Cochlear Implantation in Healthy and Otitis-Prone Children: A Prospective Study

Authors

  • Michal Luntz MD,

    Corresponding author
    1. Department of Otolaryngology–Head and Neck Surgery, Bnai Zion Medical Center, Faculty of Medicine, Technion–Israel Institute of Technology, Haifa, Israel.
    • Michal Luntz, MD, Department of Otolaryngology–Head and Neck Surgery, Bnai Zion Medical Center, P.O. Box 4940, 31048 Haifa, Israel.
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  • Christian B. Teszler MD,

    1. Department of Otolaryngology–Head and Neck Surgery, Bnai Zion Medical Center, Faculty of Medicine, Technion–Israel Institute of Technology, Haifa, Israel.
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  • Talma Shpak MSc,

    1. Department of Otolaryngology–Head and Neck Surgery, Bnai Zion Medical Center, Faculty of Medicine, Technion–Israel Institute of Technology, Haifa, Israel.
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  • Hava Feiglin BSc,

    1. Department of Otolaryngology–Head and Neck Surgery, Bnai Zion Medical Center, Faculty of Medicine, Technion–Israel Institute of Technology, Haifa, Israel.
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  • Afnan Farah-Sima'an BSc

    1. Department of Otolaryngology–Head and Neck Surgery, Bnai Zion Medical Center, Faculty of Medicine, Technion–Israel Institute of Technology, Haifa, Israel.
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Abstract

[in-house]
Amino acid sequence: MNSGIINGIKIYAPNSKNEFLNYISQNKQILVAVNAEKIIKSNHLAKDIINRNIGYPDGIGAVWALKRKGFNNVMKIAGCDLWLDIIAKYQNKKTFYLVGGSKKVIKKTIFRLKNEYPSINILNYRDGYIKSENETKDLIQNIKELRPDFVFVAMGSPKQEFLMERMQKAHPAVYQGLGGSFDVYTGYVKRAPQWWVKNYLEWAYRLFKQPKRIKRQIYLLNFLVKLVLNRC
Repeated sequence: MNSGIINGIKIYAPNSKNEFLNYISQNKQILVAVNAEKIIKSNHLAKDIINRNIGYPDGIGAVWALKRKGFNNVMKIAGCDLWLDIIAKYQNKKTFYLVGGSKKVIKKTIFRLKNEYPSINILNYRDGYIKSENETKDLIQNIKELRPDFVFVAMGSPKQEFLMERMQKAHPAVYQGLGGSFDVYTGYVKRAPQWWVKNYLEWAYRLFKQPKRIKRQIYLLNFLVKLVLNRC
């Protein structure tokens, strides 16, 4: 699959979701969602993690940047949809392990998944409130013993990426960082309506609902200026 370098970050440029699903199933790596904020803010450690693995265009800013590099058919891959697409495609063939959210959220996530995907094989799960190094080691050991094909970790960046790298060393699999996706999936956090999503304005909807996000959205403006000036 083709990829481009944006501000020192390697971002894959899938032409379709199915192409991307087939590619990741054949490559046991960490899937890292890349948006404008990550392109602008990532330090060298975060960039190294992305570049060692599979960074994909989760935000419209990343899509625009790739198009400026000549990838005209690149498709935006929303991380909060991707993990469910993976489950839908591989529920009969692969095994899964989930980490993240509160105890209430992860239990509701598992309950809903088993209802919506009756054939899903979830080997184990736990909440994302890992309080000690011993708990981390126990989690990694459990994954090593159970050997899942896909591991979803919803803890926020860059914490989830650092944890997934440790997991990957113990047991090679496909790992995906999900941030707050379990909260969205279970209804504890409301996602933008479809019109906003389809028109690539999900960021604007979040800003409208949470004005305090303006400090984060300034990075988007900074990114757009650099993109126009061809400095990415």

Objective To evaluate and compare the timing of surgery, intraoperative findings, and otitis media-related outcome of cochlear implantation in children who are otitis-prone with their counterparts who are not otitis-prone.

Study Design Prospective.

Methods Children referred for cochlear implantation were assigned to a non-otitis-prone group (group A: normal otoscopy on their first visit after referral) or an otitis-prone group (group B: current or a recent history of otitis media at referral). Group B patients were managed using a structured protocol aimed at preimplantation otitis media control. The study reviewed pre-, intra-, and postoperative data.

Results Of the 18 children studied, 8 were assigned to group A (mean age at referral, 40.6 mo) and 10 to group B (mean age at referral, 31.6 mo). For otitis media control, all otitis-prone children underwent ventilating tube insertion (various numbers of procedures before implantation). Only one otitis-prone child required cortical mastoidectomy also. Time from referral to implantation was similar in the two groups (mean, 6.6 mo). High-resolution computed tomography data showed mastoid pneumatization to be significantly smaller in the otitis-prone group, but the facial recess was not smaller in this group. During implantation, 10 children had inflamed middle ear mucosa. Seven of these belonged to group B. All of these seven children had a round window niche obliterated by the inflamed mucosa, which had to be removed for round window membrane identification. After implantation, only one child had drainage through the ventilating tube for more than 1 week. Two children in group B developed otitis media (1 year postimplantation) that was overcome within 1 week. There were no otitis media-related complications.

Conclusions If a structured protocol is used for the control of otitis media before cochlear implantation, otitis media should not require a delay in implantation. In otitis media-prone children, the round window niche is often obscured by inflamed mucosa. Its removal is mandatory for identification of the round window membrane. After cochlear implantation, otitis media is not a frequent occurrence.

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